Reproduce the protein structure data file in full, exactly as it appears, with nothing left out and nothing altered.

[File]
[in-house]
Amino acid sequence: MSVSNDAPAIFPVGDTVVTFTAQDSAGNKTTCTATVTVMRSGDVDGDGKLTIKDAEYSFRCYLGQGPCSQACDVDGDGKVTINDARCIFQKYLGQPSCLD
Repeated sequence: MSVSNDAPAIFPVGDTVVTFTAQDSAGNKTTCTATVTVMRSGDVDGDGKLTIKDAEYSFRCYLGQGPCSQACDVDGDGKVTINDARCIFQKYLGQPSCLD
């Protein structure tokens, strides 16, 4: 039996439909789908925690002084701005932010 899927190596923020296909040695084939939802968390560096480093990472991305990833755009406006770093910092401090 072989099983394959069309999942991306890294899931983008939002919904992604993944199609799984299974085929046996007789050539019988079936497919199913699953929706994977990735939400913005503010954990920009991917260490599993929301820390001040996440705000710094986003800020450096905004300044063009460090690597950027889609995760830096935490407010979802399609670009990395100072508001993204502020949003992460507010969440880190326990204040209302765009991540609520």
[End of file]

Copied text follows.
[in-house]
Amino acid sequence: MSVSNDAPAIFPVGDTVVTFTAQDSAGNKTTCTATVTVMRSGDVDGDGKLTIKDAEYSFRCYLGQGPCSQACDVDGDGKVTINDARCIFQKYLGQPSCLD
Repeated sequence: MSVSNDAPAIFPVGDTVVTFTAQDSAGNKTTCTATVTVMRSGDVDGDGKLTIKDAEYSFRCYLGQGPCSQACDVDGDGKVTINDARCIFQKYLGQPSCLD
């Protein structure tokens, strides 16, 4: 039996439909789908925690002084701005932010 899927190596923020296909040695084939939802968390560096480093990472991305990833755009406006770093910092401090 072989099983394959069309999942991306890294899931983008939002919904992604993944199609799984299974085929046996007789050539019988079936497919199913699953929706994977990735939400913005503010954990920009991917260490599993929301820390001040996440705000710094986003800020450096905004300044063009460090690597950027889609995760830096935490407010979802399609670009990395100072508001993204502020949003992460507010969440880190326990204040209302765009991540609520």